We just up and left Boston, to the dismay of family & what few friends & coworkers we had.  We traveled out west & found an apartment, got some jobs.  But once in CA, we didn’t do so well.  We got there & immediately faced some classic struggles:  our new bank put a two-week hold on a five figure cashier’s check that was our combined life savings (as a result, we bounced our first rent check), our rental agent tried to renege on the pet allowance (non negotiable, we had just driven our two beloved kitties from Boston to Berkeley by rental car), M’s new job was mind-numbingly boring, and my new coworkers decided I was a ‘stuck up east-coaster’ and shunned me.

By the time September rolled around, we were deep into a profound funk.  We didn’t have a car, so we started to look into buying one.  Neither of us realized how minimal the public transportation was in the Bay Area — in order to visit someone we knew in Napa, we either had to go into San Francisco & take a 2-hour bus, or ride the BART to the end of the line & get picked up & driven for another hour.  We were isolated.  Eventually all we ever did was cook massive dinners & drink copious amounts of beer or wine while eating them.

In the midst of this, I was planning a stressful visit from my mother.  The night of Sept. 10, I stood at the stove cooking eggplant parmesan, one of my specialties, in preparation for her arrival the next day.  I finished frying the eggplant & assembling the dish with a massive headache — I felt so unwell I sat on the bathroom floor for an hour, crying because my head hurt so bad & convinced I was going to throw up from headache-induced nausea.  I couldn’t figure out why I felt so terrible — was it the smoke from the frying?  Anticipatory stress from my mother’s visit?  The beets I had for dinner the night before?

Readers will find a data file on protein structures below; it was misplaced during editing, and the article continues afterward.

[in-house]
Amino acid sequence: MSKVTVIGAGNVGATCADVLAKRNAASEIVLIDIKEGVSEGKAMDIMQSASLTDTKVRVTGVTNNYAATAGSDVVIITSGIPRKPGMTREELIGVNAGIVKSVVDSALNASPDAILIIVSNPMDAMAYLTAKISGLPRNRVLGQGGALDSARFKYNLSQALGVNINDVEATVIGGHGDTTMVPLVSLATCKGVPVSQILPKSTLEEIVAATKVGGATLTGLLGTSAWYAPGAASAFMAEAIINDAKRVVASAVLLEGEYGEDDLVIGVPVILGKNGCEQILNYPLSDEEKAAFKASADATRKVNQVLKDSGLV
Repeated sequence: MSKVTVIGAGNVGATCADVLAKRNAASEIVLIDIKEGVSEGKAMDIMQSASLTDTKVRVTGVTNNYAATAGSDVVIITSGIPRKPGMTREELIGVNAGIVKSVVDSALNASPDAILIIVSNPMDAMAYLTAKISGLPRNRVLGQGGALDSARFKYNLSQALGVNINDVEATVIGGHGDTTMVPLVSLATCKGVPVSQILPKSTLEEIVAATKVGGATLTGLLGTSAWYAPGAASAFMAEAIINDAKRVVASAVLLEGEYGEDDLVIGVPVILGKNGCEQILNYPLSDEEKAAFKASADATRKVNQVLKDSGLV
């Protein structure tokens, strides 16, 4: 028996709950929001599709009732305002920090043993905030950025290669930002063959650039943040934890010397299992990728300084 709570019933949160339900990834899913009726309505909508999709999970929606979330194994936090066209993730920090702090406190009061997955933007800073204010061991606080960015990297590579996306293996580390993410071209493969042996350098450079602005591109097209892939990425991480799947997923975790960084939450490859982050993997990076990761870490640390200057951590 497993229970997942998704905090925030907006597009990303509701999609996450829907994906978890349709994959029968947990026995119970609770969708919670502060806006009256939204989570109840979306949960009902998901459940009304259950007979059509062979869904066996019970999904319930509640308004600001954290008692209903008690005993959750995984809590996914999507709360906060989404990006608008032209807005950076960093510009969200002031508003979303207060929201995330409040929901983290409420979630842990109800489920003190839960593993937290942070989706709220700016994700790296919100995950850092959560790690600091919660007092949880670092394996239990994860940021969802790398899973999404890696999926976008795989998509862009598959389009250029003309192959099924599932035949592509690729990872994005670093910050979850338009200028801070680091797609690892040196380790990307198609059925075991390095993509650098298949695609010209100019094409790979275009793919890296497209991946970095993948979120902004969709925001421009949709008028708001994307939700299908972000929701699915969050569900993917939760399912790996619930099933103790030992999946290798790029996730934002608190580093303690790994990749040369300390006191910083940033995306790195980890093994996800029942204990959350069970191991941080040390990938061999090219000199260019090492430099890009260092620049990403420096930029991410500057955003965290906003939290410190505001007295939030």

So perhaps it’s not surprising that to me, the events of September 11 felt like a terrible blow to an already wounded body.  We woke up that morning to a phone call from M’s mother, telling us that something bad had happened & we should check the news.  She said she knew my mother was flying that day & was she okay.  I turned on the television (back when we had one) to see the first tower crumple.  I called my mother, who picked up the phone.  She was fine, they cancelled her flight, she was going to stay in town with my father at his place of work.  I watched the second tower crumple with M at my side.  I said, ‘oh…they’re showing it fall again.’  and she said ‘no.  that’s the other one.’  I think my mouth opened with shock.

Then we pulled ourselves together & went to work, only to find the city of San Francisco in total chaos.  After arriving at work to realize that nothing was going to get done that day, we walked toward each other from our offices & met up in what felt like an apocalyptic war zone.  We took the BART home amidst armed police & bomb-sniffing dogs.

***

My mother was lucky.  She had booked her flight through a travel agent (old school!) and had been given the option of two different flights to CA from Boston.  One was routed through Newark, flight 93 that crashed in PA.  The other was routed through Chicago.  She chose Chicago, and lived.

Needless to say I freaked out.  I didn’t know what to do.  I was 23, and my mother had just almost died.   My world was upside down.  No one around me seemed to care about me (remember the shunning?) and my family was worlds away, reachable only by rental car or amtrak.  I can see very clearly now that this was the beginning of the end of us living in CA.  After that our eyes were only focused on the east coast.

We had decided we would move back to the east coast within a year sometime either right before or right after the attacks.  Neither of us could stomach the vaunted easy living of the Bay Area.  We couldn’t figure out how to connect to the queer scene.  We had terrible awful jobs.  We were planning an agonizing trip back home over the holidays, a trip that involved two weeks and $2000 worth of Amtrak tickets.  I finally broke down & suggested we just move back permanently as soon as my winter break began, in the first week of December.  We hired more movers, they came & took our stuff, & we drove across the country for the second time in six months in a rented pickup truck.  Everywhere we looked we saw american flags.